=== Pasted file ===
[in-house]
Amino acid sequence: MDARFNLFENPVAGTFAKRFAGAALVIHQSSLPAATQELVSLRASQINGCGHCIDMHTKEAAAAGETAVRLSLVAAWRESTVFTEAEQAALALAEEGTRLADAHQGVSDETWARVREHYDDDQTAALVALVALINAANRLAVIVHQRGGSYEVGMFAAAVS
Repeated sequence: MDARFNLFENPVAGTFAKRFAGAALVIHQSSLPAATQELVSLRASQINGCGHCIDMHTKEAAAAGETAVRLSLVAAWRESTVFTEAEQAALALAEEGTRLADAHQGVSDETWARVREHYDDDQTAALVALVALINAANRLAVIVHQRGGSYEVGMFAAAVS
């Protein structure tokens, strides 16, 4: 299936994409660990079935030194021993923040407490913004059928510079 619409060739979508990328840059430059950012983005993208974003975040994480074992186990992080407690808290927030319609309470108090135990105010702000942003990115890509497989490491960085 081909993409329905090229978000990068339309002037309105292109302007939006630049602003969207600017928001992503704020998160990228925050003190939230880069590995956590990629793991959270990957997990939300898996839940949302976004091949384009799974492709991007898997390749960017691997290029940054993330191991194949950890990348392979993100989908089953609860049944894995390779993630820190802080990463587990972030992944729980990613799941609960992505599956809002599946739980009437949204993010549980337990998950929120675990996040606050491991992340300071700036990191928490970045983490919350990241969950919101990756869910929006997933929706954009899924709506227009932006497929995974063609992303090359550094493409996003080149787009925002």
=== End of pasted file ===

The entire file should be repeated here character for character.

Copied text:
[in-house]
Amino acid sequence: MDARFNLFENPVAGTFAKRFAGAALVIHQSSLPAATQELVSLRASQINGCGHCIDMHTKEAAAAGETAVRLSLVAAWRESTVFTEAEQAALALAEEGTRLADAHQGVSDETWARVREHYDDDQTAALVALVALINAANRLAVIVHQRGGSYEVGMFAAAVS
Repeated sequence: MDARFNLFENPVAGTFAKRFAGAALVIHQSSLPAATQELVSLRASQINGCGHCIDMHTKEAAAAGETAVRLSLVAAWRESTVFTEAEQAALALAEEGTRLADAHQGVSDETWARVREHYDDDQTAALVALVALINAANRLAVIVHQRGGSYEVGMFAAAVS
């Protein structure tokens, strides 16, 4: 299936994409660990079935030194021993923040407490913004059928510079 619409060739979508990328840059430059950012983005993208974003975040994480074992186990992080407690808290927030319609309470108090135990105010702000942003990115890509497989490491960085 081909993409329905090229978000990068339309002037309105292109302007939006630049602003969207600017928001992503704020998160990228925050003190939230880069590995956590990629793991959270990957997990939300898996839940949302976004091949384009799974492709991007898997390749960017691997290029940054993330191991194949950890990348392979993100989908089953609860049944894995390779993630820190802080990463587990972030992944729980990613799941609960992505599956809002599946739980009437949204993010549980337990998950929120675990996040606050491991992340300071700036990191928490970045983490919350990241969950919101990756869910929006997933929706954009899924709506227009932006497929995974063609992303090359550094493409996003080149787009925002």